City, consultant on creating the biennial public opinion poll
By Tammy Murga
Tuesday, September 11th, 2018

Every other year, the city of Santa Clarita conducts a public opinion poll to determine potential areas of improvement and learn how residents feel about the city’s overall performance. While the goal may sound broad, the final product calls for an in-depth process.

Since 2012, the city has shared online its public opinion poll results, which have revealed what the public believes is the most important community issue, with public safety and traffic remaining at the top of the charts over the years. Among other findings, results also reveal what areas the public believes the city is either on the right or wrong track.

“We use the public opinion polls to guide our decision-making process to make sure we’re all on track,” said Jerrid McKenna, assistant to the city manager.

Before dissecting information and presenting it to the public, the city first hires a consultant, city Communications Manager Carrie Lujan said.

For the 2018 poll, the city hired True North Research. Timothy McLarney, president of the Encinitas-based corporation, said one the most important parts about starting the process is selecting interviewees.

“When you think of surveys, there’s the issue of selecting those we interview,” he said. “We start with a list of households and then choose from a random sample so that everyone has an equal probability of being selected.”

Today’s recruitment process, he added, involves telephone, mail and email invitations, where residents then have the option of taking the survey via phone or online. Participants can expect to take an estimated 15 to 20 minutes answering the series of questions.

The 2018 poll is in the drafting stages, McLarney said. While the questionnaire has not yet been designed, participants may see some returning questions, including those about top community issues. Some repetition is required to “track answers and compare results to those of previous years.”

After the survey data is collected, the consultant has two weeks to analyze the information and present it to the city in a complete report.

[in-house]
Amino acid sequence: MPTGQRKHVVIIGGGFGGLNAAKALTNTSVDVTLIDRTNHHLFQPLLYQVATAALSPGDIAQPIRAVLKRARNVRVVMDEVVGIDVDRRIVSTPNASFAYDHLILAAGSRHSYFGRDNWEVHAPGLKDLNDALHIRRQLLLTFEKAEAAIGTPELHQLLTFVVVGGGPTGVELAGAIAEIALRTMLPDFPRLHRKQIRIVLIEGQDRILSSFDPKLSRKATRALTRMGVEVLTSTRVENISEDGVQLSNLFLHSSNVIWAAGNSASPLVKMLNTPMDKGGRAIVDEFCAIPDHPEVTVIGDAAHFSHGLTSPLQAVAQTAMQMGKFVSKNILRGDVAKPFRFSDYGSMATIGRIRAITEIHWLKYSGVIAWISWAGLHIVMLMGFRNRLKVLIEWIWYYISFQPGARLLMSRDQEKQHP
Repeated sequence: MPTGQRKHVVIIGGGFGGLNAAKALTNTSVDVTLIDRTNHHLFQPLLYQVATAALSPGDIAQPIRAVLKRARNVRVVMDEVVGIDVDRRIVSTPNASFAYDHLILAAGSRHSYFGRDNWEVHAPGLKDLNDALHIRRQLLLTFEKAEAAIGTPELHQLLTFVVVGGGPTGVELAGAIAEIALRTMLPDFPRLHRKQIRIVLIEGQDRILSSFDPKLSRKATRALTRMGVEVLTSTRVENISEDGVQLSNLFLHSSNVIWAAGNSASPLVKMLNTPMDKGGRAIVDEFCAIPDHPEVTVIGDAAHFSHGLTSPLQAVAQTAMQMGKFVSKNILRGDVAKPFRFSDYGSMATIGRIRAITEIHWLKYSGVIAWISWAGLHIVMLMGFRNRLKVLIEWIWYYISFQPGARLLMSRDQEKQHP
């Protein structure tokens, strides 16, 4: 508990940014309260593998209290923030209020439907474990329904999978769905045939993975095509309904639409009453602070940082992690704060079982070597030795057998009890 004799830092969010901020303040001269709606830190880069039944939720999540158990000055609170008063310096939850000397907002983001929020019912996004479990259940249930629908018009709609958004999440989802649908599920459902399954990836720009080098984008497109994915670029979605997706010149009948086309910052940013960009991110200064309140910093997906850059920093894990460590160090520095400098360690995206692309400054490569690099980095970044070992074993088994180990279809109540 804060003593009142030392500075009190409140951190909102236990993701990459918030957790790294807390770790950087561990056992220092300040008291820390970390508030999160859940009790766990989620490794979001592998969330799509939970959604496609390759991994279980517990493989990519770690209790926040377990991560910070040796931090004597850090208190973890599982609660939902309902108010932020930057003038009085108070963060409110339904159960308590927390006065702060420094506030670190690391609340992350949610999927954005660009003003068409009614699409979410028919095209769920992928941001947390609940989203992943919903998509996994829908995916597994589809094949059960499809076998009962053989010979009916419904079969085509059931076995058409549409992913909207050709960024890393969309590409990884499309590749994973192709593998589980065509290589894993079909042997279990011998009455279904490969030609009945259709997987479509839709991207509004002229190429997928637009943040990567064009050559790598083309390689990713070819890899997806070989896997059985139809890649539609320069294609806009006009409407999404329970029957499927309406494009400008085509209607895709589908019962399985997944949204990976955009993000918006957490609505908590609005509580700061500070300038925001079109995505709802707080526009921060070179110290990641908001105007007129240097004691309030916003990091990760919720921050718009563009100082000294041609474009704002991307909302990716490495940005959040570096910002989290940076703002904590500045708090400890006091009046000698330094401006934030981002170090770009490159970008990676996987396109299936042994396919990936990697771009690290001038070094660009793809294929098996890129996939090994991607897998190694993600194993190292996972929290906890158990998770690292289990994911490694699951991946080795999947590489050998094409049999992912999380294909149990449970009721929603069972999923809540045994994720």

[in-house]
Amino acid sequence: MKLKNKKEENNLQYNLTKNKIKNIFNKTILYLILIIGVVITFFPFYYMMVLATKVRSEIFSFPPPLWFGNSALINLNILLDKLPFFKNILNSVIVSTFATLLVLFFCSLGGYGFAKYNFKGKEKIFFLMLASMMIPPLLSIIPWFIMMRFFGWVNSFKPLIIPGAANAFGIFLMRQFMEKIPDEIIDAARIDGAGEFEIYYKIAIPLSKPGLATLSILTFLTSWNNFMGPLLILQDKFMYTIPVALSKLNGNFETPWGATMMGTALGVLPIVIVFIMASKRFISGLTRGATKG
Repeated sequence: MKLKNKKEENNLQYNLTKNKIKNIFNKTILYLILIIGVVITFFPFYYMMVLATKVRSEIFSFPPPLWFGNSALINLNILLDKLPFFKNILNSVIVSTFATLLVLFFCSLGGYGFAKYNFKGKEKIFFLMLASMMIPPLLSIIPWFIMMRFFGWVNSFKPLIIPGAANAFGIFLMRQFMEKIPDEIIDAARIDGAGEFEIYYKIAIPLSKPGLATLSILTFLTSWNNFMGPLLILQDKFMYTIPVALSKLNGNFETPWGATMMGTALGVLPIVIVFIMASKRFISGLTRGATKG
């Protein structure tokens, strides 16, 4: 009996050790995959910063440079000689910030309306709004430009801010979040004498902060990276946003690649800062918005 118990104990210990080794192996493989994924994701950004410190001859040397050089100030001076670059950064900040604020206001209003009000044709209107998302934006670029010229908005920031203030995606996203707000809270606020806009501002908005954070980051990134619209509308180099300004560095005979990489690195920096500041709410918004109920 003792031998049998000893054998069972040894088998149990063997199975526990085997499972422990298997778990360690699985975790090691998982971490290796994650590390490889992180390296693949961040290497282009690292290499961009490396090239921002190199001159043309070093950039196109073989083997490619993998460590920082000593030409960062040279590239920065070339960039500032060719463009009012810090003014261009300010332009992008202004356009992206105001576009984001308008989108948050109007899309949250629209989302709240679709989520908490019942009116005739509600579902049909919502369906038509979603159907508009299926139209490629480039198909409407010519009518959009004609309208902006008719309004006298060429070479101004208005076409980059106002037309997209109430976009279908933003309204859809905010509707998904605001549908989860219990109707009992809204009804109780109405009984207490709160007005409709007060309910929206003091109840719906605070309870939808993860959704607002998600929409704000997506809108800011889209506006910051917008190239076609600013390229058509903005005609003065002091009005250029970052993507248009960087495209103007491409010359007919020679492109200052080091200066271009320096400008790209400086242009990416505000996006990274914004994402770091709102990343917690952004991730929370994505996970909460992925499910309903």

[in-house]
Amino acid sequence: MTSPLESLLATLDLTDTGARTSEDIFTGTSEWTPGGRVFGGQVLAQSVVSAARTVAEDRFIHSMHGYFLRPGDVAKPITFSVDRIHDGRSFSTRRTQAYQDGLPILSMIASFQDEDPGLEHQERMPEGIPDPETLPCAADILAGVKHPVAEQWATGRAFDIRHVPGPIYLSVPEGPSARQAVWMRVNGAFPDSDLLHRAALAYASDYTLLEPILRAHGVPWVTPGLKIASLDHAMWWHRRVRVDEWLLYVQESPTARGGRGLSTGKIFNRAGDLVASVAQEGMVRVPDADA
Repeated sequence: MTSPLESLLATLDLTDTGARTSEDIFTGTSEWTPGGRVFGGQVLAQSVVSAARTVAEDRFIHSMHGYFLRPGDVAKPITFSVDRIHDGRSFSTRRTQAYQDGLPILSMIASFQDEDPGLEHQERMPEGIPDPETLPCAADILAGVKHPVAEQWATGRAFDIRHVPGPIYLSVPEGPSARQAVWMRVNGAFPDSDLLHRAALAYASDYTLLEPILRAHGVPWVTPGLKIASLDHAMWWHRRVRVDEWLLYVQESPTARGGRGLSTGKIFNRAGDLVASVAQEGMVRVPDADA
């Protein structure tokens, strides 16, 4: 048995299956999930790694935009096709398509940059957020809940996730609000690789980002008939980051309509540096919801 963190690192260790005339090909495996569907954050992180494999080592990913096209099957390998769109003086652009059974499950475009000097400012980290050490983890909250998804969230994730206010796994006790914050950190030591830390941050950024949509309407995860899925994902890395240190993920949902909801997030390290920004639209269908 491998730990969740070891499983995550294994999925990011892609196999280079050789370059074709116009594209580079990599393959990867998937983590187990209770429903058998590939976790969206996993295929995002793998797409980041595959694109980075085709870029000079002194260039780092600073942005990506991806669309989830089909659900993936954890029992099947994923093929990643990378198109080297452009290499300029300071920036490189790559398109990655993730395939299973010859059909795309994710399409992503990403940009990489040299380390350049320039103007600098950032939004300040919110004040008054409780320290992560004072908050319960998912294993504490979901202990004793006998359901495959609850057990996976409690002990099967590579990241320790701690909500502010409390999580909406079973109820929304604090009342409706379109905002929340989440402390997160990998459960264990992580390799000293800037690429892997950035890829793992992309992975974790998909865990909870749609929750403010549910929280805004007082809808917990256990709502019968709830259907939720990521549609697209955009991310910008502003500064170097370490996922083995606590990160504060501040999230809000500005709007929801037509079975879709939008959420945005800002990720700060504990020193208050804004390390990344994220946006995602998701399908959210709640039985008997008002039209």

According to the consultant, the City Council can expect to review the report by November.

While this step falls near the November election, McKenna said there is no connection between presenting poll results and the election.

 

About the author

Tammy Murga

Tammy Murga

Tammy Murga covers community news for The Signal. She joined in the summer of 2018, previously working in Northern California as an assistant editor and reporter for the Lake County Record-Bee. In 2016, she graduated from Mount Saint Mary's University, Los Angeles with a degree in Journalism. Have a story you'd for like her to cover? Message her on Twitter or at tmurga@signalscv.com.

City, consultant on creating the biennial public opinion poll

Every other year, the city of Santa Clarita conducts a public opinion poll to determine potential areas of improvement and learn how residents feel about the city’s overall performance. While the goal may sound broad, the final product calls for an in-depth process.

Since 2012, the city has shared online its public opinion poll results, which have revealed what the public believes is the most important community issue, with public safety and traffic remaining at the top of the charts over the years. Among other findings, results also reveal what areas the public believes the city is either on the right or wrong track.

“We use the public opinion polls to guide our decision-making process to make sure we’re all on track,” said Jerrid McKenna, assistant to the city manager.

Before dissecting information and presenting it to the public, the city first hires a consultant, city Communications Manager Carrie Lujan said.

For the 2018 poll, the city hired True North Research. Timothy McLarney, president of the Encinitas-based corporation, said one the most important parts about starting the process is selecting interviewees.

“When you think of surveys, there’s the issue of selecting those we interview,” he said. “We start with a list of households and then choose from a random sample so that everyone has an equal probability of being selected.”

Today’s recruitment process, he added, involves telephone, mail and email invitations, where residents then have the option of taking the survey via phone or online. Participants can expect to take an estimated 15 to 20 minutes answering the series of questions.

The 2018 poll is in the drafting stages, McLarney said. While the questionnaire has not yet been designed, participants may see some returning questions, including those about top community issues. Some repetition is required to “track answers and compare results to those of previous years.”

After the survey data is collected, the consultant has two weeks to analyze the information and present it to the city in a complete report.

According to the consultant, the City Council can expect to review the report by November.

While this step falls near the November election, McKenna said there is no connection between presenting poll results and the election.

 

About the author

Tammy Murga

Tammy Murga

Tammy Murga covers community news for The Signal. She joined in the summer of 2018, previously working in Northern California as an assistant editor and reporter for the Lake County Record-Bee. In 2016, she graduated from Mount Saint Mary's University, Los Angeles with a degree in Journalism. Have a story you'd for like her to cover? Message her on Twitter or at tmurga@signalscv.com.